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Mimi, the Little Umbrella

29 May Aditi Raychoudhury. On a Very Bury. Busy Town, Busy Street, Busy Store, Mimi Panoramic. 2015. Adobe Illustrator.

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“In a very busy town…

Aditi Raychoudhury. A Very Busy Town. 2015. Adobe Illustrator.

Aditi Raychoudhury. A Very Busy Town. 2015. Adobe Illustrator.

On a very busy street…

Aditi Raychoudhury. A Very Busy Street. 2015. Adobe Illustrator.

Aditi Raychoudhury. A Very Busy Street. 2015. Adobe Illustrator.

Was a very busy little umbrella store … with many fancy umbrellas!

Aditi Raychoudhury. A Very Busy Store. 2015. Adobe Illustrator.

Aditi Raychoudhury. A Very Busy Store. 2015. Adobe Illustrator.

At the very back of this umbrella store, lived a little umbrella named Mimi. But, Mimi wasn’t fancy at all… in fact, she was just a plain black umbrella. But Mimi had a secret, which, made her special… very special indeed.

Aditi Raychoudhury. Mimi. 2015. Adobe Illustrator.

Aditi Raychoudhury. Mimi. 2015. Adobe Illustrator.

Aditi Raychoudhury. Town, Street, Store, Mimi. Adobe Illustrator.

Aditi Raychoudhury. Town, Street, Store, Mimi. Adobe Illustrator.

Aditi Raychoudhury. On a Very Bury. Busy Town, Busy Street, Busy Store, Mimi Panoramic. 2015. Adobe Illustrator.

Aditi Raychoudhury. On a Very Bury. Busy Town, Busy Street, Busy Store, Mimi Panoramic. 2015. Adobe Illustrator.

On rainy days, lots of people came into the umbrella store to buy, well …umbrellas! And the shopkeeper would always show them his fanciest umbrellas”….

….”But, the shopkeeper never showed plain little Mimi to anyone… and no one even asked for her.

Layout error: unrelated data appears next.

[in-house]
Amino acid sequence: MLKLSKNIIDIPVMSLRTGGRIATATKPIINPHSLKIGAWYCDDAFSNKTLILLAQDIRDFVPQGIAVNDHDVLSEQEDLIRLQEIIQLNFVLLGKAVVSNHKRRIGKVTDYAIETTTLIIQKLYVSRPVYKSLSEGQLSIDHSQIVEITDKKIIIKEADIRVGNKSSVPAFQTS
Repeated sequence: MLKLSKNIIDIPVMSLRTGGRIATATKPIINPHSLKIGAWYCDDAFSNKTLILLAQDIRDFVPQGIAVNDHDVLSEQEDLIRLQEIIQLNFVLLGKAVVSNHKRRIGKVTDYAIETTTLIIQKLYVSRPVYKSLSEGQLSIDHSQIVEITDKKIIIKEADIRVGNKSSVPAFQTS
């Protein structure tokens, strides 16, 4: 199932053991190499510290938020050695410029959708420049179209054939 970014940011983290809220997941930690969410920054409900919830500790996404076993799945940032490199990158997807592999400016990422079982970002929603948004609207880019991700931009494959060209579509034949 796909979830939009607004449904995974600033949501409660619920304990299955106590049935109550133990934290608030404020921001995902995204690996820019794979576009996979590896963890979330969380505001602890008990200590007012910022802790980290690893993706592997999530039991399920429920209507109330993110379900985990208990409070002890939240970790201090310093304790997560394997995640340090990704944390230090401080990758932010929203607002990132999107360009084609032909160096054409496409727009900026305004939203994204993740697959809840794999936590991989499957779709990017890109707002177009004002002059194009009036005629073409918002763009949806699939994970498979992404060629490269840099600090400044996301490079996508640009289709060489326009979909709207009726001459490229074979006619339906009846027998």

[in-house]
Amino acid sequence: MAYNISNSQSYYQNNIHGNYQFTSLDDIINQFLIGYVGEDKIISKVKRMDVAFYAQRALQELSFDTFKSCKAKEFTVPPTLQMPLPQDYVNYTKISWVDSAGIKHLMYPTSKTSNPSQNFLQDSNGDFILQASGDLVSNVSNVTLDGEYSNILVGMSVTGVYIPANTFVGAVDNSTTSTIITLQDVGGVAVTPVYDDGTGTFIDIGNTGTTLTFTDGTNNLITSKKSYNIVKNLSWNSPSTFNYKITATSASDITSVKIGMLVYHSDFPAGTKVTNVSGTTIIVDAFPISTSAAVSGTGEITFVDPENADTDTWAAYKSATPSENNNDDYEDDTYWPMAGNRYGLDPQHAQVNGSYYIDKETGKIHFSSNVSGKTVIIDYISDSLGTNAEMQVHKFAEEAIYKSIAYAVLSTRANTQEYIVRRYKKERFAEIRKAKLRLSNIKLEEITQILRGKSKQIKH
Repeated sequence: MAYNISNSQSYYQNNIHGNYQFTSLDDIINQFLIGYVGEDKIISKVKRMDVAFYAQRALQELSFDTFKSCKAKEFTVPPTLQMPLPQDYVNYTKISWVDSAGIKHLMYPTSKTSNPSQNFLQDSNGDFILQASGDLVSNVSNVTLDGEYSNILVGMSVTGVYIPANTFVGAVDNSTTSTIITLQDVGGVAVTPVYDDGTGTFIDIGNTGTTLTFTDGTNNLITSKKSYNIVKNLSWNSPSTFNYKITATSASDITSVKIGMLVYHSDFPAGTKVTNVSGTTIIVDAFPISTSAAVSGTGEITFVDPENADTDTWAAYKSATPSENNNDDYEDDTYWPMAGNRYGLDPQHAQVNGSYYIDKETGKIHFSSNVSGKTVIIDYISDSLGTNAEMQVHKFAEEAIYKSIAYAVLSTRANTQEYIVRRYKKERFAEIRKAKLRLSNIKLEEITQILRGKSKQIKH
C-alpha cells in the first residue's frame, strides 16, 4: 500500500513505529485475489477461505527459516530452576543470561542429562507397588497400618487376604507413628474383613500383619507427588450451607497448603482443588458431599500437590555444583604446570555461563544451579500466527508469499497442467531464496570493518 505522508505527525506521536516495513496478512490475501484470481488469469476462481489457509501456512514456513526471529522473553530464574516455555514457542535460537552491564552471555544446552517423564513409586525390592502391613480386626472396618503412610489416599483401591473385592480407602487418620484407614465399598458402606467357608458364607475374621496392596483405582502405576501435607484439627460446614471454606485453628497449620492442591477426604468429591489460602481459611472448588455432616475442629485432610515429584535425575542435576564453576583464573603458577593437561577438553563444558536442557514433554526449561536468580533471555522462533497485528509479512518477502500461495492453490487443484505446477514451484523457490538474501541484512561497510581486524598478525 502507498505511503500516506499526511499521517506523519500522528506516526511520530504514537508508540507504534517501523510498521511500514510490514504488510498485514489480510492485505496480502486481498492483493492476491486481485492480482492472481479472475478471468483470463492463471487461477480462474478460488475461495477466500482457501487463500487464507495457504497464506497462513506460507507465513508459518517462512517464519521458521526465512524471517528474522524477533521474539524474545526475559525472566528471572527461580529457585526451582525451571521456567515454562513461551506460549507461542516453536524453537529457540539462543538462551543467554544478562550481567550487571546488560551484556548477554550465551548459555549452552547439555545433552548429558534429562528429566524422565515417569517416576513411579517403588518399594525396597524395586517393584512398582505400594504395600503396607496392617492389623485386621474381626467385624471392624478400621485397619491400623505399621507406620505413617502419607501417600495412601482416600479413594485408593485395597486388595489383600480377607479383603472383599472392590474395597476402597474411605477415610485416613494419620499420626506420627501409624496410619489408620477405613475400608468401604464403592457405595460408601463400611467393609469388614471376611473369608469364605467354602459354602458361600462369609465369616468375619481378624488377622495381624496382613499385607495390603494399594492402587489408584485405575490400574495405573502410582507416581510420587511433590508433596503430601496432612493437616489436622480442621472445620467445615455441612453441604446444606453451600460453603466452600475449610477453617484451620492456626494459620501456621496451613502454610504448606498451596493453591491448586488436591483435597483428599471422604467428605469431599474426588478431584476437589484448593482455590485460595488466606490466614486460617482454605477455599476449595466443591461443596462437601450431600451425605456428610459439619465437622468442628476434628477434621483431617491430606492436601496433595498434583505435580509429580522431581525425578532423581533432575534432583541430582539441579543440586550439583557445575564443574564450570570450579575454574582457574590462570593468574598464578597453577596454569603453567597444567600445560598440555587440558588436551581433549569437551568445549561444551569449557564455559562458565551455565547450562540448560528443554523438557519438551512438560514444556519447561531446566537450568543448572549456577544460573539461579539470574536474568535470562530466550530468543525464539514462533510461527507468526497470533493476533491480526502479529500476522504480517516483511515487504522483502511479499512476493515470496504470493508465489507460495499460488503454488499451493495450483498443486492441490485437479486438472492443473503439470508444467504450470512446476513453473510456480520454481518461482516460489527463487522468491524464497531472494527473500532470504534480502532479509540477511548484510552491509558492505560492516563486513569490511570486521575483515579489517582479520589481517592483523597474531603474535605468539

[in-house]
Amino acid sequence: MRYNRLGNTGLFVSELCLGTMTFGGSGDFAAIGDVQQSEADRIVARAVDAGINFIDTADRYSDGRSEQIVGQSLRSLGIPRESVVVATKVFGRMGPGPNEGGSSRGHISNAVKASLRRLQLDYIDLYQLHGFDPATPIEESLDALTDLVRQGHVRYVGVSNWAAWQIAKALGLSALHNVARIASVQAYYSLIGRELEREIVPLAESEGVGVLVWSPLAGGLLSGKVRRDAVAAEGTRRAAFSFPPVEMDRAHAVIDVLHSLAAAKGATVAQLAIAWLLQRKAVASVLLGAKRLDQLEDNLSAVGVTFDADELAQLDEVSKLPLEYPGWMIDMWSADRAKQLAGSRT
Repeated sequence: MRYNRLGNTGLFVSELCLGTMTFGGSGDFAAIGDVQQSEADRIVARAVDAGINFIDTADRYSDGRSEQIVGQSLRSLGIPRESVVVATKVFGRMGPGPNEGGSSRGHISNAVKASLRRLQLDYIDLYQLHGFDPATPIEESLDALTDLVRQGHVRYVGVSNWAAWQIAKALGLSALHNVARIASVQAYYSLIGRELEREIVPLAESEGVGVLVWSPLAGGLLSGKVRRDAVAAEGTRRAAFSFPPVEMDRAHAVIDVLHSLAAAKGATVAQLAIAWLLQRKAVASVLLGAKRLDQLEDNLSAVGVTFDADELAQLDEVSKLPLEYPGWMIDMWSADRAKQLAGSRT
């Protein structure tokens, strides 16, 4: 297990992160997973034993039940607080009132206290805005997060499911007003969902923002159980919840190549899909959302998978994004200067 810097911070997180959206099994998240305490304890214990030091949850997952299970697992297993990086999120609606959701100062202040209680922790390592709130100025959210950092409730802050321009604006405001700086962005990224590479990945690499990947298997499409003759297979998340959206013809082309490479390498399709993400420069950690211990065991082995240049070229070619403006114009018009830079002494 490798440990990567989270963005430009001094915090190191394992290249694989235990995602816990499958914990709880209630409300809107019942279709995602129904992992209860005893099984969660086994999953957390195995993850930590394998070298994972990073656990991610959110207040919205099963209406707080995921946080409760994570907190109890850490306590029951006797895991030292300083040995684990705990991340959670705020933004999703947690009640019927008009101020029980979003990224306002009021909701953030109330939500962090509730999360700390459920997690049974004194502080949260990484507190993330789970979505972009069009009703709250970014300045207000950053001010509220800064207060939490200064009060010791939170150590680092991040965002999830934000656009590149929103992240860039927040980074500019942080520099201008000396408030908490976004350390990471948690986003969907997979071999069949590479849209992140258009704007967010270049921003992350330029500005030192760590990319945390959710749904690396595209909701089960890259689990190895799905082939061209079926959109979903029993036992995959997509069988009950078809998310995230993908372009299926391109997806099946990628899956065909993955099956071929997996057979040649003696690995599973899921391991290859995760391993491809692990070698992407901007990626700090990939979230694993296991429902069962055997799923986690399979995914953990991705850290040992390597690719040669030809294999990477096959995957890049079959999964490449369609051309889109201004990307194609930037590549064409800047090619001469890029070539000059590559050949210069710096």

So, she just lived quietly at the back of the store, waiting for the right person to come along.”….

Does the right person come along? Does Mimi ever get to leave the store? What made Mimi special? What is her SECRET?

I am not telling till some one publishes this story… till then.. here are some illustrations/sketches of work in progress.

Aditi Raychoudhury. Very Busy Street. 2014. Pencil on Tracing.

Aditi Raychoudhury. Very Busy Street. 2014. Pencil on Tracing.

Aditi Raychoudhury. Busy Little Umbrella Store (With Baskets). 2014. Adobe Illustrator CS5.

Aditi Raychoudhury. Busy Little Umbrella Store (With Baskets). 2014. Adobe Illustrator CS5.

Aditi Raychoudhury. Busy Little Umbrella Store (Without Baskets). 2014. Adobe Illustrator CS5.

Aditi Raychoudhury. Busy Little Umbrella Store (Without Baskets). 2014. Adobe Illustrator CS5.

Busy Little Umbrella Store

Aditi Raychoudhury. Busy Little Umbrella Store. 2013. Pencil.

Character sketches –

Aditi Raychoudhury. Blue Boy with Mamma. 2013. Adobe Illustrator.

Aditi Raychoudhury. Blue Boy with Mamma. 2013. Adobe Illustrator.

Aditi Raychoudhury. Blue Boy with Mamma. 2013. Pencil on Paper.

Aditi Raychoudhury. Blue Boy with Mamma. 2013. Pencil on Paper.

Aditi Raychoudhury. Dad with Stroller and Runaway Girl. 2013. Adobe Illustrator.

Aditi Raychoudhury. Dad with Stroller and Runaway Girl. 2013. Adobe Illustrator.

Aditi Raychoudhury. Close-up of Runaway Girl. 2013. Adobe Illustrator.

Aditi Raychoudhury. Close-up of Runaway Girl. 2013. Adobe Illustrator.